Showsight Presents the Norwegian Elkhound

norwegian elkhoud Q&A WITH KATHY CARTER, GLENDA HAGGERTY & KEVIN RICHARD

movement front and rears—coming and going, either cowhocked/very narrow rears, or fronts that come out of the same hole and look like paddling mixmaster fronts. Also some very round , protruding eyes. 7. The biggest concern you have about your breed, be it medical, structural, temperament-wise or other? GH: My biggest concern is that some breeders are breeding dogs with hip dysplasia. Dysplasia is the largest problem in Elkhounds. In Norway, they recognize the problem in the most effective way; dogs cannot be registered if either of their parents are dysplastic. KR: The Elkhound ranks in the 90-100 in AKC registra- tions, which is middle of the pack in popularity. Very few people know the breed. We often hear, “Oh my god, he/ she is beautiful. What breed is this?” This concerns me; people need to know how versatile and adaptable the Norwegian elkhound is. Be it in a house, hunting, show- ing, guardian or companion. North, South, East or West— the breed is very capable. 8. Are there any traits in this breed you fear are becoming exaggerated? KC: Definitely the gait, many are flying around the ring like German Shepherds with long extended gaits, which is not correct for this breed. Usually those dogs are too long in body and coupling. Also very straight fronts and over angled rears. 9. The biggest problem facing you as a breeder? GH: Currently, my biggest problem is finding a pool of genetically and structurally sound males to choose from to breed. KR: I have been very fortunate in having the best mentoring from successful breeders such as Pat Trotter, Skip Weir and Gayle Thomas, to name a few. I also have very eager partners: my wife, Linda, Nicole Cassavechia of Canada and Lori Webster from New York. We’re able to keep a few dogs extra in our program, which helps. Our biggest concern is just that we do need a bigger gene pool. A lot of Norwegian Elkhound breeders are going back in time and using frozen semen from the older generation, which can be very successful if chosen right. Still, I think we need to educate and promote this versatile breed to hunt- ers, farmers, pet people, etc. In this way, we would have more options in our breeding programs. 10. Advice to a new breeder? Advice to a new judge of your breed? GH: My advice to a breeder is to only breed the highest quality in all areas. Pay careful attention to temperament and genetic health, especially good hip history. Plan on spending a lot of time socializing and handling pups. My advice to a judge is to look at the whole dog. Ask your- self, could this dog hunt over rough terrain with ease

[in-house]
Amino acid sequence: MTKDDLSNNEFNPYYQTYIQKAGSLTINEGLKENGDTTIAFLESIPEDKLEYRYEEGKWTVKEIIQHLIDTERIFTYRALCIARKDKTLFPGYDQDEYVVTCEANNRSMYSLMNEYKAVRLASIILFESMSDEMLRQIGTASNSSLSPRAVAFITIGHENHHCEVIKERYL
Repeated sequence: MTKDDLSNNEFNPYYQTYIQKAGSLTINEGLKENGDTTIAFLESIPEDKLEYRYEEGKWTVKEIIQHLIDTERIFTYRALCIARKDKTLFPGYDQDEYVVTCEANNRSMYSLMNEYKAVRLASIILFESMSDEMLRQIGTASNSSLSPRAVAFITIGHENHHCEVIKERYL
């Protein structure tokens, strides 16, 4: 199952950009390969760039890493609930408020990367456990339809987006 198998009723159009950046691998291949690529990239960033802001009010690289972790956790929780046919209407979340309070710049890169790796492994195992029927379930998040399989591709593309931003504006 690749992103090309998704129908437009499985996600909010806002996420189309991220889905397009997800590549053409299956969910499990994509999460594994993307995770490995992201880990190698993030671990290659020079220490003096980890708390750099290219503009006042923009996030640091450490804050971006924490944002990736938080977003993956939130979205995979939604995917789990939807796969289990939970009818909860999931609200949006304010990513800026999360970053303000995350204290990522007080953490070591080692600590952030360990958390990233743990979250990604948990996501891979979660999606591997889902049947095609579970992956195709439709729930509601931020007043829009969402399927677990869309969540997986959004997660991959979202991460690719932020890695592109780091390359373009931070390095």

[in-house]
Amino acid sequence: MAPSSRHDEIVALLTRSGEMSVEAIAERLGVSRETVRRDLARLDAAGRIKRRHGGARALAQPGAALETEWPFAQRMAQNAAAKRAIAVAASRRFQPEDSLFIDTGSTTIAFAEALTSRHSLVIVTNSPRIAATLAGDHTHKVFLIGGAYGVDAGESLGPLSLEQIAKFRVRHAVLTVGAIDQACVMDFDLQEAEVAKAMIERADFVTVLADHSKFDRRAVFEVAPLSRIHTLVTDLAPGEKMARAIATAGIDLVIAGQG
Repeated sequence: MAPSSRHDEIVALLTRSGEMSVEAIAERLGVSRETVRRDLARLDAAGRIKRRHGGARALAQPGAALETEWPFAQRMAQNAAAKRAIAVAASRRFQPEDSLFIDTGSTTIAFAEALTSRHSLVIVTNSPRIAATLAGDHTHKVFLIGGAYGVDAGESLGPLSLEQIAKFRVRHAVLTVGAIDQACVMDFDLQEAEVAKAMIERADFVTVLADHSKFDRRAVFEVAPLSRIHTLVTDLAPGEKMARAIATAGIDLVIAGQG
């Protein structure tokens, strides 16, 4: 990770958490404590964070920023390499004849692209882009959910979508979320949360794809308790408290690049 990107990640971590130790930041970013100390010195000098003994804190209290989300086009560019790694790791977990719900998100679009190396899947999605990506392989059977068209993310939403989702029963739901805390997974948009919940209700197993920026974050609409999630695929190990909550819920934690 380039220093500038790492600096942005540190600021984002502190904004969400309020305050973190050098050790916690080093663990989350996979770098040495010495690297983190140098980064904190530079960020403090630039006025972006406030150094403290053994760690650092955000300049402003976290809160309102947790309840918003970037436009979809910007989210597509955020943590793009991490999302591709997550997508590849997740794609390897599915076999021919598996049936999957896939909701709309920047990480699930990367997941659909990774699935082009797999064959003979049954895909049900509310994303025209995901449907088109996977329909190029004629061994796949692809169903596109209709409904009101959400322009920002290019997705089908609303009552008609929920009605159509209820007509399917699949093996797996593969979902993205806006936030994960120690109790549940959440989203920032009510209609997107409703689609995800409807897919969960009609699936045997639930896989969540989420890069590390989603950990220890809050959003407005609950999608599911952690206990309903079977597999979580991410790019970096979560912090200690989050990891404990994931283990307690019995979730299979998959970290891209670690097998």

for hours? Look at breed type and pay special attention to soundness and to reach and drive. KR: To a new breeder: do the research and purchase the best bitch you can find. Then rely on the mentorship of whomever you think. Start with your bitch’s breeder. If you are interested enough you’ll succeed. Pick everyone’s brain—it helps. For the Judge: you all read the standard. Remember this is a big game hunter in its’ country of origin. After you’ve found what you like, or not, in the lineup, good clean movement is a must, as well as, ease of gait. The animal you feel can do the job and not wear out or break down, is the one that should be picked. 11. In considering a stud dog for your breeding pro- gram, how far back do you research his pedigree? In other words how many generations do you feel have bearing on the litter produced? GH: I usually look at four to five generations for phenotype and genetics. KR: In choosing a stud, we certainly look at four genera- tions. Yet, as far as genetic problems, you must look as far back as possible and if you can think of who brought what to the table and not have it affect your bitches’ pedigree. Most important if you like your bitch, try to phenotype the sire to bitch; this is important to me. In other words, if mom and dad match up after a pedigree research is done, the results could have less risk, half as easy to say harder to do. But when it works, it’s worth it. I reiterate, always remember these dogs are meant to hunt and they are supposed to be athletes with a purpose. Pretty doesn’t always get the job done—strength of gait and functionable type does. 12. We all agree Elkhounds are the most wonderful breed, what good and bad information do you pro- vide your prospective puppy buyers? GH: For puppy buyers, I give the pros and cons: Pros: Companionship, intelligence, a great hiking partner (on lead) and protection. Cons: Barking, shedding, tendency to become over- weight if fed too much and cannot survive without a high-fenced yard and ample shade in the summer. KR: Most Norwegian Elkhound buyers we find are repeats. Their father, grandfather or they have had one. This is why the NEAA and all Norwegian Elkhound breeders should work on making the Elkhound more popular. We stress socialization, getting your dog out, obedience, agil- ity; whatever you can do the first year of your dog’s life— the better your pet will be to live with. And of course regular shots and worming are a must.

404 • S HOW S IGHT M AGAZINE , S EPTEMBER 2018

Powered by